Nothing sets up correctly and when you go back to edit, it takes 10x to get it set and then poof, you review and it's STILL wrong.
No, I do not need Computer 101 for Dummies, thank you, I have designed sites using HTML and CCS for years, but for some unfathomed reason I can't negotiate this new format.
Now that I formally got that off my chest, it's time to move on to my next subject.
Having never made one but having eaten many, it was time to dip my toe into the focaccia waters.
You know how here in the US we have chain restaurants everywhere, even in airport terminals? In Italy they have chain food bars. People in Italy love to stand at a bar and eat. Americans live in their cars. In Italy, not many cars but lots of scooters. Can't eat driving a scooter so they pop off, run into a "food bar", order their food, eat it and hop right back on their scooters and off they go...............I just love it!
While we waited to board our flight home, we sat down at a fast food bar that served authentic Italian street foods (yes, sat down). We ordered arancini alla bolognese, a tomato focaccia and two glasses of red wine.
The focaccia was wonderful and when The Nudge devoured his piece in two bites I made a mental note to make it at home. What we both loved about it was that is was a thin dough, not as thin as a pizza, but not as fluffy like some so-called focaccia.
I am making a double batch of dough, one to freeze for Saturday, one to eat tonight.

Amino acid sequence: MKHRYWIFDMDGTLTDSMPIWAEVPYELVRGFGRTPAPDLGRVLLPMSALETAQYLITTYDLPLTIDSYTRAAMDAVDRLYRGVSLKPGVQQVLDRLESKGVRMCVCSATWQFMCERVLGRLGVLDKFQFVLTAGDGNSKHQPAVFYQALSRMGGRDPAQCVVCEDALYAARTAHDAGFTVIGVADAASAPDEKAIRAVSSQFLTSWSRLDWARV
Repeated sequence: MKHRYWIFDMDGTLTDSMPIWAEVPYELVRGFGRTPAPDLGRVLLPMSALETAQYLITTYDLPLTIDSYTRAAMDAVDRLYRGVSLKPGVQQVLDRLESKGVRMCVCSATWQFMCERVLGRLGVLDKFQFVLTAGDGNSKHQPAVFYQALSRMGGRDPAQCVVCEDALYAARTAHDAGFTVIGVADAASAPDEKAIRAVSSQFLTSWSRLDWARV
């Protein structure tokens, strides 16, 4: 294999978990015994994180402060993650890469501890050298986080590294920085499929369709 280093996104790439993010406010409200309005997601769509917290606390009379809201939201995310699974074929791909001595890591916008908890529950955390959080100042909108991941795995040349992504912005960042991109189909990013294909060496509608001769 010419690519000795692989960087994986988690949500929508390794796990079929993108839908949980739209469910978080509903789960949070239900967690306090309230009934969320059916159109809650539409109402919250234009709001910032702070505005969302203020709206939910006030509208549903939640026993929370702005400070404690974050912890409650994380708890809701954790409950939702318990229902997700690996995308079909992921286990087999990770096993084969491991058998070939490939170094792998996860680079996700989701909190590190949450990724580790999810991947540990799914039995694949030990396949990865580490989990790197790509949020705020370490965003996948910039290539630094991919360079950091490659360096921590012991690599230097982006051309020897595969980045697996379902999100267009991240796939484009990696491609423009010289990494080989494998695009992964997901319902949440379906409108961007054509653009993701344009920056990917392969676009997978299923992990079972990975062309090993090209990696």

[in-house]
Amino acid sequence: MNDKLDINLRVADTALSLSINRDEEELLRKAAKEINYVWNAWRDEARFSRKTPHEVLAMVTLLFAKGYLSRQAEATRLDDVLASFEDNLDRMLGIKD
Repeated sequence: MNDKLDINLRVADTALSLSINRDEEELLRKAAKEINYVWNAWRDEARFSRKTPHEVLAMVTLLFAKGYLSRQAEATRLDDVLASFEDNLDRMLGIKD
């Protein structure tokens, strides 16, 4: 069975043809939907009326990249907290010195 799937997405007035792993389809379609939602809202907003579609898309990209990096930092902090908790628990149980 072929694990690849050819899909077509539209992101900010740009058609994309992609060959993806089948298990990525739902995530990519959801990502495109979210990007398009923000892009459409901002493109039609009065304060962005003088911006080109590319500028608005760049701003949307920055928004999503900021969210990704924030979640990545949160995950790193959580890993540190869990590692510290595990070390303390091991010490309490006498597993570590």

Vidalia onions have finally arrived at my market so I caramelized a huge batch yesterday.
Guess what I am topping my focaccia with?
When I am attempting to make a dish for the first time, I like to do as much research as I can so that I do minimal damage. I opted for the easiest recipe I could find for my first.
Pound of flour, 1 teaspoon salt, 2 teaspoons yeast and 13.5 ounces of water.
Easy peasy, right? I think the key to good focaccia is the dimpling of the dough along with the glaze of good olive oil and sea salt. You want the bite that the crust gets with the oil and the crunch of the salt, then as you bite down you get the softness of the insides and then the crunch of the bottom crust.
Since the bread isn't really enough for dinner, I am making a quick white bean soup (recipe here). The weather is dipping down into the 30's tonight and is the perfect night for what will soon be the end of soup season.
Caramelized Onion and Garlic Focaccia
makes 2 (13x9) breads
* 1 pound all purpose flour
* 1 1/2 teaspoons salt
* 2 teaspoon dry yeast
* 13.5 ounces of warm water
Pour warm water into the bowl of a stand mixer or bread machine. Add yeast and mix. Once the yeast has dissolved and the water is foamy, add the flour and salt.
Mix on medium for 10 minutes. Dough should be sticky but still come off your finger cleanly.
Roll into a ball and cut in half. Freeze half in a freezer zip bag.
* 1 onion sliced
* 1 tablespoon butter
* salt & pepper
Saute onion in butter on low heat for 45 minutes, stirring every 20 minutes, until the onions change from white to brown. Season to taste and store in fridge until ready to use.
* 6-7 roasted garlic cloves
* 3 sprigs fresh thyme
Add garlic cloves to onions and season with fresh thyme. Add parsley, marjoram, basil or sage if desired (I added marjoram and sage).
Spread dough into a oiled half sheet pan. Spread onion/garlic mixture on top. Sprinkle with additional herbs and sea salt.
Bake at 400° for 20 minutes until edges are browned.
I removed mine from the sheet pan and baked it an additional 5 minutes right on the oven rack to crisp up the bottom.
In Italy they fold it in half, wrap it in parchment paper and eat it like a sandwich. If you want a thicker, softer dough just use a small sheet pan.